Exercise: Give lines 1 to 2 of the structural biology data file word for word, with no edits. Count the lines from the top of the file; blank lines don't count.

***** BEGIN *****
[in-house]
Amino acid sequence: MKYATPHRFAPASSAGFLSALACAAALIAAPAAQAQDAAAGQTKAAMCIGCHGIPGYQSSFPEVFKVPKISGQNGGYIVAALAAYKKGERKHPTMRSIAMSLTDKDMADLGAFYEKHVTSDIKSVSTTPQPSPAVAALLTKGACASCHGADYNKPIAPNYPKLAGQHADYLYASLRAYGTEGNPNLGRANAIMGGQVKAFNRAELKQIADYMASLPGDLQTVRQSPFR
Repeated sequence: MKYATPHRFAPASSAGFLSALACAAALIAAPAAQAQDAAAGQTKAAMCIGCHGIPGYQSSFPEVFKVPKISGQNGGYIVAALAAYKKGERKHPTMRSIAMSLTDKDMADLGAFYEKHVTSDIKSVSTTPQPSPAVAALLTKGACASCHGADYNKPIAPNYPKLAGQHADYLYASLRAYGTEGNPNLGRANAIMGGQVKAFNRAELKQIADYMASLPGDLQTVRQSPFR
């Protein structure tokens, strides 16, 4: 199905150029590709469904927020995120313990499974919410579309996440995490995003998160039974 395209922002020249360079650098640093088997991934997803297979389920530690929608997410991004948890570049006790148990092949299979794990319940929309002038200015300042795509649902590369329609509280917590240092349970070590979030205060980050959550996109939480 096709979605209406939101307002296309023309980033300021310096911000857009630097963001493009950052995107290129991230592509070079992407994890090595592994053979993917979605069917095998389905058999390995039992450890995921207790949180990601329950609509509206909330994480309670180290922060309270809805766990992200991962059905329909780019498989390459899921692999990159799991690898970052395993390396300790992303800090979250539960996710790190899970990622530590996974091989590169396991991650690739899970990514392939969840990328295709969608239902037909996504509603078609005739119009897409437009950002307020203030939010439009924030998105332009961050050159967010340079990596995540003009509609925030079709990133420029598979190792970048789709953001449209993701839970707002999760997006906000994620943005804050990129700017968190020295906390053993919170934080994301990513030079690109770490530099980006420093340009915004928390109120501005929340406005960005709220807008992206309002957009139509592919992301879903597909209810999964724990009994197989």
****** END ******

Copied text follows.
[in-house]
Amino acid sequence: MKYATPHRFAPASSAGFLSALACAAALIAAPAAQAQDAAAGQTKAAMCIGCHGIPGYQSSFPEVFKVPKISGQNGGYIVAALAAYKKGERKHPTMRSIAMSLTDKDMADLGAFYEKHVTSDIKSVSTTPQPSPAVAALLTKGACASCHGADYNKPIAPNYPKLAGQHADYLYASLRAYGTEGNPNLGRANAIMGGQVKAFNRAELKQIADYMASLPGDLQTVRQSPFR